Shannon Santee, manager of CR Cars, 2702 Sixth St. SW, says she’s happy to see the street her business fronts and Oakland Road NE, the street she drives home on, both made the city’s representative list of seven needy street projects.

Both are in terrible shape, she assured this week.

“It’s awful for the business I do because the street is so dirty and yucky,” Santee said of the section of Sixth Street SW north of 33rd Avenue SW and south of Wilson Avenue SW on the city’s list of streets that the city says tells the story of bad city streets in need of help. The bumpy street also is without curb or sidewalk, though it has a lot of pedestrians who use it, she said.

“I notice how bad it is every day,” Santee continued. “What can I do? I just go with it.”

One upside, she guessed, is that bumps and bruises that come with Sixth Street SW make it easy to identify a used car in her lineup that might need some work.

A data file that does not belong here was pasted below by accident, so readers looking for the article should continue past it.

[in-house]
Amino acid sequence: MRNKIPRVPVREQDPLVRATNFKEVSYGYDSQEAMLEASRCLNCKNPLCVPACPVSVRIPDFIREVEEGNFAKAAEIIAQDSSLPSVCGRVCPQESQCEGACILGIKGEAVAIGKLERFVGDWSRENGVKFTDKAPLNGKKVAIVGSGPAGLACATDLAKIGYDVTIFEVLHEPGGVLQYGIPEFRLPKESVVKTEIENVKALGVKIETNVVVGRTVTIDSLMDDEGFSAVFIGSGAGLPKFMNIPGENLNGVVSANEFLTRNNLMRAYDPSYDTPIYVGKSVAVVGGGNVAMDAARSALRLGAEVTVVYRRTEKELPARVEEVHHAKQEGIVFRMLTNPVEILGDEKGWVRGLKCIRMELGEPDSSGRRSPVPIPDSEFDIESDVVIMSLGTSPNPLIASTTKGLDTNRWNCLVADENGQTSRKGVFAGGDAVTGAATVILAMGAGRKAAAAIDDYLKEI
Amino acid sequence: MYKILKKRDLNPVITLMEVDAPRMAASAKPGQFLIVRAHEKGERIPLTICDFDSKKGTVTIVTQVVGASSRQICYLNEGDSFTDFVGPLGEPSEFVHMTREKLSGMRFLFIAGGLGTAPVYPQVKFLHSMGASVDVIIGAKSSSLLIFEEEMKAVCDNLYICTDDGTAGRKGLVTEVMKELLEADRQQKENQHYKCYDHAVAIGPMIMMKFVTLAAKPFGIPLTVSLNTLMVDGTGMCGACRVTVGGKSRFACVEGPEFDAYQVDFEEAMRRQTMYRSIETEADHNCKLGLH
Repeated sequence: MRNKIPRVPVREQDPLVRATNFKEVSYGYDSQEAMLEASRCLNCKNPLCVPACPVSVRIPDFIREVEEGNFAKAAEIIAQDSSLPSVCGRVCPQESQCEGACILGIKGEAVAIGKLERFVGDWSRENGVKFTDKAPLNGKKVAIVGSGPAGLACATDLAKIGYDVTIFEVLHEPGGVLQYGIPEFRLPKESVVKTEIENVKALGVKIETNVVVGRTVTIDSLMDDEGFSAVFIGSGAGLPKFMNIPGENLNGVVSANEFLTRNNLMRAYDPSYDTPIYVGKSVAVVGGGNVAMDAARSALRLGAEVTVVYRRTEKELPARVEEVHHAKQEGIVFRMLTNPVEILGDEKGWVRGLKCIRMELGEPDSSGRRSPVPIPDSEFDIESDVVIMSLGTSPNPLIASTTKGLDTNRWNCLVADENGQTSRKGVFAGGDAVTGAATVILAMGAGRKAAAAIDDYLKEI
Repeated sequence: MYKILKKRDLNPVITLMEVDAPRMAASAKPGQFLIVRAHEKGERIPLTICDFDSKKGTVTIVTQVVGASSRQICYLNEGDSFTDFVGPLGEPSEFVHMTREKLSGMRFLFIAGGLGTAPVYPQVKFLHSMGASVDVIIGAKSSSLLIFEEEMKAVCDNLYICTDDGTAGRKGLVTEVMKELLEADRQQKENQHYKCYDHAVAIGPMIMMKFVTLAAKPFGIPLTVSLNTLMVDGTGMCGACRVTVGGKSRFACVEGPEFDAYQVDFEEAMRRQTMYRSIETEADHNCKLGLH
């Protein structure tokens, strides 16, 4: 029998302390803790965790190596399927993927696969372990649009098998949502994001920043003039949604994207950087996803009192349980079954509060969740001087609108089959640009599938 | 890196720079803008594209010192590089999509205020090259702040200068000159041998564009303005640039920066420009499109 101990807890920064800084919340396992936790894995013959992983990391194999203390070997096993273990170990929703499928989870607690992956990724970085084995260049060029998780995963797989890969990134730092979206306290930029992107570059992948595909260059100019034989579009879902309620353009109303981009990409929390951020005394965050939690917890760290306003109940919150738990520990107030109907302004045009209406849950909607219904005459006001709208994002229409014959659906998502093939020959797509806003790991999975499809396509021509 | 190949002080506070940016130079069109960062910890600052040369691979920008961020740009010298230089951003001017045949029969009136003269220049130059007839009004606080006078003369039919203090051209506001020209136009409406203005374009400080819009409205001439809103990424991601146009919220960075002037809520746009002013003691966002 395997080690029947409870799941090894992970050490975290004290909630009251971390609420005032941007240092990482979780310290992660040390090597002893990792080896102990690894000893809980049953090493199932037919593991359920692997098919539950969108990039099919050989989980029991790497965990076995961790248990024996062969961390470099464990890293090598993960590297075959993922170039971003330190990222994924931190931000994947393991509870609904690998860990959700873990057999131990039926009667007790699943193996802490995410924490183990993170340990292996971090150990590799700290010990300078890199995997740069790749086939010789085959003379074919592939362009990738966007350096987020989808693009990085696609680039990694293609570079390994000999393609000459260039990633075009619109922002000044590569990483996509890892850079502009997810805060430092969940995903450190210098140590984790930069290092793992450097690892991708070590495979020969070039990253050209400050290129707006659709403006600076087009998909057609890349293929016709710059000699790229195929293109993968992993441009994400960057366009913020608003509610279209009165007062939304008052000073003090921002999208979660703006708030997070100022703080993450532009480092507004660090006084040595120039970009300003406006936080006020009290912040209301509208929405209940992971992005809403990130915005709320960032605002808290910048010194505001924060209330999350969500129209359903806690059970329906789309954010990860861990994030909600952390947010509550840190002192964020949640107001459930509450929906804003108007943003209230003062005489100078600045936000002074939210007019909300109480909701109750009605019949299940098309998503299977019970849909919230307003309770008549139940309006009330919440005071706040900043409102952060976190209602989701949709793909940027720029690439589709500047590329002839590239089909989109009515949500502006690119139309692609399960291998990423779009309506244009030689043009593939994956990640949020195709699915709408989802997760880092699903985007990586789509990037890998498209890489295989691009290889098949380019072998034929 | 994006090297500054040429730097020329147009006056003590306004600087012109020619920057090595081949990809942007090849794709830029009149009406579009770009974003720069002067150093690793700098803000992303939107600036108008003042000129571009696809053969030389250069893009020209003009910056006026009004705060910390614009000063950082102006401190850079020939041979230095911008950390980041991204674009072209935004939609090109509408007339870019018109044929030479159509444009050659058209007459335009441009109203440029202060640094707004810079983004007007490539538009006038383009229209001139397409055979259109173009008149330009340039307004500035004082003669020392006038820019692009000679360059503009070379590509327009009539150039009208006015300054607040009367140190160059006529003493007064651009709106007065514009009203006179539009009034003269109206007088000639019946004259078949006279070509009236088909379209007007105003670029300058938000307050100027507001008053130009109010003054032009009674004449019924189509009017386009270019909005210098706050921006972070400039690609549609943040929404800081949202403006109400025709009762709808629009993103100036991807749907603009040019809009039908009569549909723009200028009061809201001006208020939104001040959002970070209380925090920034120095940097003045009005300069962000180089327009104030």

“You definitely hear the rattles and creaks going up and down this road. Which is a benefit to me. I don’t like to sell a problem car,” she said.

Sandi Fowler, Cedar Rapids’ assistant city manager, said good streets are good for the city’s businesses, big and small, and for the city’s economic development.

It is not uncommon, she said, to have a local company bring someone into the city to interview or to have representatives from an outside company come to look at the city only to ask about the poor quality of many of the city’s streets.

The success that the city has had rebuilding after the 2008 flood, Fowler said, has brought “higher and higher expectations” for the city, and “improving our streets is one element we have to address.”